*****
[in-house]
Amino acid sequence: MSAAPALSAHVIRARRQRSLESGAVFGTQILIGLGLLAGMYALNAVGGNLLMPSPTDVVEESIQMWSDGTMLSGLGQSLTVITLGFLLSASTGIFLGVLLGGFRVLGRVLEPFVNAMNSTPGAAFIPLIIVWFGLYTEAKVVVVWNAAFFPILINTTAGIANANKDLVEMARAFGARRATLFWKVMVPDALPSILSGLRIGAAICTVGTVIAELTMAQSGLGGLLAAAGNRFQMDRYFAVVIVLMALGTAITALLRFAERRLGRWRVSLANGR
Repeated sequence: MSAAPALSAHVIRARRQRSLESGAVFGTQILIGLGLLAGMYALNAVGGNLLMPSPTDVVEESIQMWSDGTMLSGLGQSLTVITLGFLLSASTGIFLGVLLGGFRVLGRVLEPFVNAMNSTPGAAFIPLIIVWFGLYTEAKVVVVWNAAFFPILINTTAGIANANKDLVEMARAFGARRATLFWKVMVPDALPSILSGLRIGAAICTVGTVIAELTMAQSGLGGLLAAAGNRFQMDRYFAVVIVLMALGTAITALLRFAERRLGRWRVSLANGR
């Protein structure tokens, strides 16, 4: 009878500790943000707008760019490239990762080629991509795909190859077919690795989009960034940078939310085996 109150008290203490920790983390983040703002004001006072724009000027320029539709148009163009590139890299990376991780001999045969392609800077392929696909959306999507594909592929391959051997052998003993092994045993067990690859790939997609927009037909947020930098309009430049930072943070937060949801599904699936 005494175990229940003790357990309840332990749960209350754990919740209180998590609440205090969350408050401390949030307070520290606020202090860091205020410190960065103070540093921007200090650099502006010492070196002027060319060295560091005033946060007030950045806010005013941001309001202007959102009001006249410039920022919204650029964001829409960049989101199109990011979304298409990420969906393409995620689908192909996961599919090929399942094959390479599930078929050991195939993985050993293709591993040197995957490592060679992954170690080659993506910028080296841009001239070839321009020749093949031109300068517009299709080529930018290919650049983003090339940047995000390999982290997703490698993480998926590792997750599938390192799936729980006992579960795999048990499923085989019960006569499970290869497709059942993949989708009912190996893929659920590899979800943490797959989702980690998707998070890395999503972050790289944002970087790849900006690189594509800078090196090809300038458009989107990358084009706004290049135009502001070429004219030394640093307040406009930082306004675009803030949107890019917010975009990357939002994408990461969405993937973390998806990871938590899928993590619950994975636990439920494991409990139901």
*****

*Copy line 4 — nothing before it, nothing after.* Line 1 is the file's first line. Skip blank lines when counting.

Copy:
């Protein structure tokens, strides 16, 4: 009878500790943000707008760019490239990762080629991509795909190859077919690795989009960034940078939310085996 109150008290203490920790983390983040703002004001006072724009000027320029539709148009163009590139890299990376991780001999045969392609800077392929696909959306999507594909592929391959051997052998003993092994045993067990690859790939997609927009037909947020930098309009430049930072943070937060949801599904699936 005494175990229940003790357990309840332990749960209350754990919740209180998590609440205090969350408050401390949030307070520290606020202090860091205020410190960065103070540093921007200090650099502006010492070196002027060319060295560091005033946060007030950045806010005013941001309001202007959102009001006249410039920022919204650029964001829409960049989101199109990011979304298409990420969906393409995620689908192909996961599919090929399942094959390479599930078929050991195939993985050993293709591993040197995957490592060679992954170690080659993506910028080296841009001239070839321009020749093949031109300068517009299709080529930018290919650049983003090339940047995000390999982290997703490698993480998926590792997750599938390192799936729980006992579960795999048990499923085989019960006569499970290869497709059942993949989708009912190996893929659920590899979800943490797959989702980690998707998070890395999503972050790289944002970087790849900006690189594509800078090196090809300038458009989107990358084009706004290049135009502001070429004219030394640093307040406009930082306004675009803030949107890019917010975009990357939002994408990461969405993937973390998806990871938590899928993590619950994975636990439920494991409990139901």